This week I have learned of two needed resources that are interested in helping Jesse and I with our project. These centers will allow us to conduct interviews there with their constituents. With our constant outreach to these shelters we have gotten many leads on where to find research participants. We look forwarding to gathering more data to find trends in this transient population.

Wednesday, December 16, 2015

URSP Student Christopher Messier Works Towards a Theory of Voter Choice

This time next year, millions of Americans will go to the polls to determine who will be the next president of the United States of America. The citizen’s duty to help determine the political trajectory of the nation is what comprises the core of the democratic ideal. So the rhetoric goes. The common discourse in the classical literature and research often characterizes voting in platitudes such as these: restricting the reasoning of voters to the normative realm. While the common discussion of voting in normative terms leaves much to be desired, it has provide space for the development of formal theories of why individuals vote in elections. This is the principle aim of my research.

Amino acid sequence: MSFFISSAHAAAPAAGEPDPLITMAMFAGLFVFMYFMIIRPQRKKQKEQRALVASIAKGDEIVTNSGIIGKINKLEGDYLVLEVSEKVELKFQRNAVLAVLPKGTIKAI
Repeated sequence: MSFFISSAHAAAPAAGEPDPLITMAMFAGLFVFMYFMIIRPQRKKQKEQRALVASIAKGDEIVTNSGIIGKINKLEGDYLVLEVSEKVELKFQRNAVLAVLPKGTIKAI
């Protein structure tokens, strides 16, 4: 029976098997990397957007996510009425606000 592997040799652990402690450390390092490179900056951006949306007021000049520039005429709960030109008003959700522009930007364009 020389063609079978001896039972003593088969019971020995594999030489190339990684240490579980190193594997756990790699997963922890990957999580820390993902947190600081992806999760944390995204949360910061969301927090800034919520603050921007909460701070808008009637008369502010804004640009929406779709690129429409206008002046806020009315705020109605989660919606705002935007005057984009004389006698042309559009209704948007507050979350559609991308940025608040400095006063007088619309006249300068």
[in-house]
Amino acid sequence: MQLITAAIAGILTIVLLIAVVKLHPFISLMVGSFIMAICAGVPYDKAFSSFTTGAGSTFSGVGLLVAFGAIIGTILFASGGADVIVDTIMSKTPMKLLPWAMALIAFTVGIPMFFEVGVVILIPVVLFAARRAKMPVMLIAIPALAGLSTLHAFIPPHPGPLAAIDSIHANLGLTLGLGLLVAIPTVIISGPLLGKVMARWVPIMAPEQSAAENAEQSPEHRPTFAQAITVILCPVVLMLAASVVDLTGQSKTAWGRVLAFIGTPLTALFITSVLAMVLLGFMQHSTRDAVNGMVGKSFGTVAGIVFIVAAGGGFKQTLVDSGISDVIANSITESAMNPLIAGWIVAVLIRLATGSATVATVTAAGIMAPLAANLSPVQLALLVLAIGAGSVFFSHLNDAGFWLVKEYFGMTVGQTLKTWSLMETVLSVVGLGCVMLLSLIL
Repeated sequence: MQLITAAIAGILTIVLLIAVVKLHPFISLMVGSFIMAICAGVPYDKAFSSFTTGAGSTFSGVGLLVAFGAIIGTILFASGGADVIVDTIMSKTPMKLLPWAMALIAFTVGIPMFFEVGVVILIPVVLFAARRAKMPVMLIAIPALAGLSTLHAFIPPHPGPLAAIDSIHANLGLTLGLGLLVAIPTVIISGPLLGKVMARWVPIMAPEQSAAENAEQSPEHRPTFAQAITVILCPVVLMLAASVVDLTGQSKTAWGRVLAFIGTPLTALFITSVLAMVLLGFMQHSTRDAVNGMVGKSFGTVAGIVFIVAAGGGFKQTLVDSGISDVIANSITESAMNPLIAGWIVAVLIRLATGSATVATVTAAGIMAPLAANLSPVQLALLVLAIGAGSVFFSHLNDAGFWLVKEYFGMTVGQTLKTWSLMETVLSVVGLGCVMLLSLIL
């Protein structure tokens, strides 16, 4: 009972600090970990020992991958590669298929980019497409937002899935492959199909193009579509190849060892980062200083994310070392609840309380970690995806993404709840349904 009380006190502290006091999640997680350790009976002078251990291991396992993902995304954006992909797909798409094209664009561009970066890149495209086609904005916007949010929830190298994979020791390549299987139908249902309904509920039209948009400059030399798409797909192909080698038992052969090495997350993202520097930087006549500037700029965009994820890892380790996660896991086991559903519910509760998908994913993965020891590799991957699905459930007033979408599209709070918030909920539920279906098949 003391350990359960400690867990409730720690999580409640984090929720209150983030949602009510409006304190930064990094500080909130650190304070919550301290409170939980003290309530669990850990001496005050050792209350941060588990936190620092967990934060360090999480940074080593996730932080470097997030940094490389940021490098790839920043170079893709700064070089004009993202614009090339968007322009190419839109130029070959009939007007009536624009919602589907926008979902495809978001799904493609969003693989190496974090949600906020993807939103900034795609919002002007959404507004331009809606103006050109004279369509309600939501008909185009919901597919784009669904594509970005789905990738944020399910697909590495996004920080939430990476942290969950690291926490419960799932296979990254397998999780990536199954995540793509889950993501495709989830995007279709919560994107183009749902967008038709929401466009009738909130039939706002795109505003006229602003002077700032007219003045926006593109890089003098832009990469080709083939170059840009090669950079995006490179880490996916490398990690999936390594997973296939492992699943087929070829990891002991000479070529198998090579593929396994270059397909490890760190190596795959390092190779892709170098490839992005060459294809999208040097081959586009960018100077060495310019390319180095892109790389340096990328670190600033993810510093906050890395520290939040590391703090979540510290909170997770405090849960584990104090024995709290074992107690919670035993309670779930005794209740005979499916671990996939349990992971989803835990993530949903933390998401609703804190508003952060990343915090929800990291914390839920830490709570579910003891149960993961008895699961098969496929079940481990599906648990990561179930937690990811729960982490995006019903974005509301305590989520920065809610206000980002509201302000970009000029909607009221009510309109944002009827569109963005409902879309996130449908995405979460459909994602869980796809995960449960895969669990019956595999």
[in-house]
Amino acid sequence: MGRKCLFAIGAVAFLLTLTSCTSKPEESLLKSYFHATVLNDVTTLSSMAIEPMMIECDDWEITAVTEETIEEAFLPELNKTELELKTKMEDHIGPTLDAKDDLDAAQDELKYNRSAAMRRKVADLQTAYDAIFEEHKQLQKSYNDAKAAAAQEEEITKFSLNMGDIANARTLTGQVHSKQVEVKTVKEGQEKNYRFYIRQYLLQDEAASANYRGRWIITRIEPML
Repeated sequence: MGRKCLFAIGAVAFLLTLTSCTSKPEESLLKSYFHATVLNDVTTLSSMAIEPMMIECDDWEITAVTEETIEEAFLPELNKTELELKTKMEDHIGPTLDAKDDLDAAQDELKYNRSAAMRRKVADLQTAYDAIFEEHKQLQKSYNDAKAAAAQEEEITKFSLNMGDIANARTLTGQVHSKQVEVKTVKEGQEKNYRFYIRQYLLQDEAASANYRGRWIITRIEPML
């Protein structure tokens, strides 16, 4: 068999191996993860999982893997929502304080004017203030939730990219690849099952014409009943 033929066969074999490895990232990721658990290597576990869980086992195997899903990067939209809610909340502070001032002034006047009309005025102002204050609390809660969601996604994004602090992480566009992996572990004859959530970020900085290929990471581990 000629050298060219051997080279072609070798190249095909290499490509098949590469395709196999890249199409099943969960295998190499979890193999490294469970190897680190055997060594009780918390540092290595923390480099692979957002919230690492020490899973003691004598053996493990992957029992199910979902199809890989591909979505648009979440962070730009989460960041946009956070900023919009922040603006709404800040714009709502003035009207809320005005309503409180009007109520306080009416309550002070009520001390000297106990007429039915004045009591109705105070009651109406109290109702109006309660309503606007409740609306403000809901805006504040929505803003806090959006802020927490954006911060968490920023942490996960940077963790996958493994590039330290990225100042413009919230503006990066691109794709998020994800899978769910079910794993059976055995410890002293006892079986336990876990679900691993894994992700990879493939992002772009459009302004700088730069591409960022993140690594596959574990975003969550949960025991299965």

In many ways, this research sits at the confluence of my many research interests. I had always been drawn to the study of Political Science, and the desire to understand the nature of political relationships among individuals; however I was always left me yearning for a more formalized methodology. It was this desire for that lead me to pursue my studies in Economics. The formalization of models, and the efforts to test theories using empirical and experimental studies provided the rigor that I had always desired. As continued with my studies, I was still drawn to the topics of Political Science, but with the aim to apply my newfound analytical framework. I am quite grateful that the Undergraduate Research Scholars Program has allowed me to do this.